Step 3: Etch The Conductive Fabric
Ink, paint, tape, or some other material (called a resist) is used to cover parts of the copper clad circuit board and seal it from the etchant. The etchant (usually Ferric Chloride) reacts with any copper that is uncoated and chemically removes it. So, wherever there is resist, the copper will remain. The resist is put on in the pattern of conductive traces that you want your circuit board to end up with.
The process is the same with conductive fabrics, with the exception that we are dealing with a porous woven material that is plated with copper and/or nickel. Conductive fabrics have an extremely thin plating of metal, usually over nylon or polyester. It is so thin that they can be etched in from 5 to 60 seconds. This is with a strong Ferric Chloride solution at room temperature.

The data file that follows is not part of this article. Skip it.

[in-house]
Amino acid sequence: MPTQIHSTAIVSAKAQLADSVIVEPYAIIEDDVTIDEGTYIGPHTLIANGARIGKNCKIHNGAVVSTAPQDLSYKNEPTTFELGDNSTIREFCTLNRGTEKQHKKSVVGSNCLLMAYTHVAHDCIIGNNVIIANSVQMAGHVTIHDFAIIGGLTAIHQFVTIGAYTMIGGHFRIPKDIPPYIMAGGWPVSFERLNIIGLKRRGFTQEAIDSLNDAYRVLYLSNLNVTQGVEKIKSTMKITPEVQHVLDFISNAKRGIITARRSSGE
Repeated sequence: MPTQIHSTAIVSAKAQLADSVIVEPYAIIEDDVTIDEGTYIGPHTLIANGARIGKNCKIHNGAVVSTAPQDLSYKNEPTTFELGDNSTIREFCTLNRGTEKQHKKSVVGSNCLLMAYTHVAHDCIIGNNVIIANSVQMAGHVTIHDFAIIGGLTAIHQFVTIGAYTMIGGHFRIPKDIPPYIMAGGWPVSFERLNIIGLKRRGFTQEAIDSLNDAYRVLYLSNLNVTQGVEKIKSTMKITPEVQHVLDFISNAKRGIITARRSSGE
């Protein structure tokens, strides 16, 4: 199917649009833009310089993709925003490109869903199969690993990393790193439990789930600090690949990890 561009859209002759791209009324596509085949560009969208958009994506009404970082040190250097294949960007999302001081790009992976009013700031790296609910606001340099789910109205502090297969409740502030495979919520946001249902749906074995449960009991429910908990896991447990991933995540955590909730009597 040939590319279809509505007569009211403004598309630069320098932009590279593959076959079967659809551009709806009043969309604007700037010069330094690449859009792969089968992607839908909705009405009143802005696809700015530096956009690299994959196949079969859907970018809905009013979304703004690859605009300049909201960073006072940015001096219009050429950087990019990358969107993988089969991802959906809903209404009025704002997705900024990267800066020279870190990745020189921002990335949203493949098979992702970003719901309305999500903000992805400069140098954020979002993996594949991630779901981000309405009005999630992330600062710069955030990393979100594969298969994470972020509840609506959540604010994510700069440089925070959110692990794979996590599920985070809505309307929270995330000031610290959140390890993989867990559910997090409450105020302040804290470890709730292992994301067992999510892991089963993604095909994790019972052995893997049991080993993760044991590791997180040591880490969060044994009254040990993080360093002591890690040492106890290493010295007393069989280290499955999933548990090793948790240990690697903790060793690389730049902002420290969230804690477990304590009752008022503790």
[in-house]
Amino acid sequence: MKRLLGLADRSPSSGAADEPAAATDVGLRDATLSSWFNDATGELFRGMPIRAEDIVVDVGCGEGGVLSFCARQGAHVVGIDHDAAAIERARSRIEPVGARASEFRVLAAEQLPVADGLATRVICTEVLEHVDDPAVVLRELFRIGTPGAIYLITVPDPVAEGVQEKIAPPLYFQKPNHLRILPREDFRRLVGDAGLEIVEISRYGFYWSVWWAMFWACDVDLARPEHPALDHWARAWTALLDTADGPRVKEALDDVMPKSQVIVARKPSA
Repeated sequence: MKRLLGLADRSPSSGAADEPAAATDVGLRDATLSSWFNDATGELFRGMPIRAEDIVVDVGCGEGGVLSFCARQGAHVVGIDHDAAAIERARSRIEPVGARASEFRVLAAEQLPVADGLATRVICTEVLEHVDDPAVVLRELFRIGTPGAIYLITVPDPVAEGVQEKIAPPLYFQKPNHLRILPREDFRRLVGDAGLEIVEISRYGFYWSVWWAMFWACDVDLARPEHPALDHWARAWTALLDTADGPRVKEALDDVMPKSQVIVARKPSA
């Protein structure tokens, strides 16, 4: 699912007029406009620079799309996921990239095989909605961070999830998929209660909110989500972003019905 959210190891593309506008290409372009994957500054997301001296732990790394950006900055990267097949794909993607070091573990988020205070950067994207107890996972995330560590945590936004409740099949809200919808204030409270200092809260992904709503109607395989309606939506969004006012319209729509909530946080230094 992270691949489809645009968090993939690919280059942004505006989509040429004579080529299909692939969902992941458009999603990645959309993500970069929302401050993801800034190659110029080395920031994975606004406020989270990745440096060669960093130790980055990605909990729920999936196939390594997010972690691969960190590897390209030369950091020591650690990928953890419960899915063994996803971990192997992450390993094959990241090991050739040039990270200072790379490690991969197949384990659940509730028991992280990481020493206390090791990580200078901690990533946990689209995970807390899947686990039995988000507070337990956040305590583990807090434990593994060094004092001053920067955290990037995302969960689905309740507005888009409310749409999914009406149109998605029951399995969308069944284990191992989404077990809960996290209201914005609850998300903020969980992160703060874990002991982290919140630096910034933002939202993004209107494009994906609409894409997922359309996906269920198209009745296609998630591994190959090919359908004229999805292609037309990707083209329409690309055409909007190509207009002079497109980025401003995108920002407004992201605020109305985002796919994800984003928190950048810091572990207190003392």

Soak the fabric in the Ferric Chloride solution for the following times:
FlecTron 30-60 seconds
Nickel Mesh-60 seconds
Remove the etched fabric and rinse VERY WELL with lots of water and then blot on paper towels and hang to dry.
pic 9 shows VeilSheild fabric that has been etched with 3 conductive traces to form an almost transparent, flexible cable. Pic 9b shows the cable with conductive glue and conductive thread.
Pic 8 shows the nickel fabric with crayon resist after etching. The Ferric Chloride etches nickel nicely. Even though there are tiny gaps in the conductive traces, they conduct extremely well. The fabric was soaked in toluol solvent to remove the crayon. Soak in a glass container for about an hour and agitate it occasionally.